The mitochindrial Ancestral Origins results, below, generally become more granular and specific with the higher test levels. That’s because the more general results get weeded out a higher levels. Your closest matches at the highest level of testing are the most relevant to you, although sometimes people who tested at lower levels would be relevant, if they upgraded their tests.

Native American Y and Mitochondrial DNA

Native Americans, like Jewish people, are very fortunate in that they carry very specific sub-haplogroups for Y and mitochondrial DNA. The Native people had a very limited number of founders in the Americas when they originally arrived, between roughly 10,000 and 25,000 years ago, depending on which model you prefer to use. Descendants had no choice but to intermarry with each other for thousands of years before European and African contact brought new genes to the Native people.

Fortunately, because Y and mtDNA don’t mix with the other parents’ DNA, no matter how admixed the individual today, testers’ Y and mtDNA still shows exactly the origins of that lineage.

Native American Y DNA shows up as such on the Haplogroup Origins and Ancestral Origins tabs, as illustrated below.

The haplogroup assigned is shown along with a designation as Native on the Haplogroup Origins and Ancestral Origins pages. The haplogroup is assigned through DNA testing, but the Native designation and location is entered by the tester. Do be aware that some people record the fact that their “mother’s side” or “father’s side” is reported to have a Native ancestor, which is not (necessarily) the same as the matrilineal or patrilineal line. Their “mother’s side” and “father’s side” can have any number of both male and female ancestors.

If the tester’s haplogroup comes back as non-Native, the erroneous Native designation shows up in their matches Ancestral Origins page as “Native,” because that is what the tester initially entered.  I wrote about this situation here, but there isn’t much that can be done about this unless the tester either realizes their error or thinks to go back and change their designation from Native American when they realize the DNA does not support the family story, at least not on this particular line line. Erroneous labeling applies to both Y and mtDNA.

Native Y DNA falls within a subset of haplogroups C and Q. However, most subgroups of C and Q are NOT Native, but are European or Asian or in one case, a subgroup of haplogroup Q is Jewish. This does NOT means that the Jewish people and the Native people are related within many thousands of years. It means they had a common ancestor in Asia thousands of years ago that gave birth to both groups. In essence, one group of the original Q moved east and eventually into the Americas, and one moved west, winding up in Europe. Today, mutations (SNPs) have accrued to each group that very successfully differentiate them from one another. In order to determine whether your branch of C or Q is Native, you must take additional SNP tests which further identify your haplogroup – meaning which branch of haplogroup C or Q that you belong to.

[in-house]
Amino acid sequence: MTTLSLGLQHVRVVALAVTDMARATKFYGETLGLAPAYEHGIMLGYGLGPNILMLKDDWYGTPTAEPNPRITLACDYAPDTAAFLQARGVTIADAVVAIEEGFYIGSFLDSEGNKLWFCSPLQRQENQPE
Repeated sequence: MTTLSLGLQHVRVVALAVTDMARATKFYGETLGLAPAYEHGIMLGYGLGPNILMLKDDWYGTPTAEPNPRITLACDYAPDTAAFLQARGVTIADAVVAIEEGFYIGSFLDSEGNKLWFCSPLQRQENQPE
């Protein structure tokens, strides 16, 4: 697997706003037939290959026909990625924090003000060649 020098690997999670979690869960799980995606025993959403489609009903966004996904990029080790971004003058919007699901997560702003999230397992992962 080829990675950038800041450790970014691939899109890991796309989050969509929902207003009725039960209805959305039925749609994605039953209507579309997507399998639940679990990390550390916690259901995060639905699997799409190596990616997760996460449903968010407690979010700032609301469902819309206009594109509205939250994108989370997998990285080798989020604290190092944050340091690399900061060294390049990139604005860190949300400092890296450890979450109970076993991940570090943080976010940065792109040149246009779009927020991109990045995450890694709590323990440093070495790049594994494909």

Native Americans Y-DNA, to date, must fall into a subset of haplogroup C-P39, a subgroup of C-M217 or Q-M3, Q-M971/Z780 or possibly Q-B143 (ancient Saqquq in Greenland), according to The study of human Y chromosome variation through ancient DNA. Each of these branches also has sub-branches except for Q-B143 which may be extinct. This isn’t to say additional haplogroups or sub-haplogroups won’t be discovered in the future. In fact, haplogroup O is a very good candidate, but enough evidence doesn’t yet exist today to definitively state that haplogroup O is also Native.

STR marker testing, meaning panels of markers from 12-111, provides all participants with a major haplogroup estimate, such as C or Q. However, to confirm the Y DNA haplogroup subgroup further down the tree, one must take additional SNP testing. I wrote an article about the differences between STR markers and SNPs, if you’d like to read it, here and why you might want to SNP test, here.

Testers can purchase individual SNPs, such as the proven Native SNPs, which will prove or disprove Native ancestry, a panel of SNPs which have been combined to be cost efficient (for most haplogroups), or the Big Y test which scans the entire Y chromosome and provides additional matching.

When financially possible, the Big Y is always recommended. The Big Y results for the Sioux man showed 61 previously unknown SNPs. The Big Y test is a test of discovery, and is how we learn about new branches of the Y haplotree. You can see the most current version of the haplogroup C and Q trees on your Family Tree DNA results page or on the ISOGG tree.

Native mitochondrial DNA can be determined by full sequence testing the mitochondrial DNA. The mtPlus test only tests a smaller subset of the mtDNA and assigns a base haplogroup such as A. To confirm Native ancestry, one needs to take the full sequence mitochondrial test to obtain their full haplogroup designation which can only be determined by testing the full mitochondrial sequence.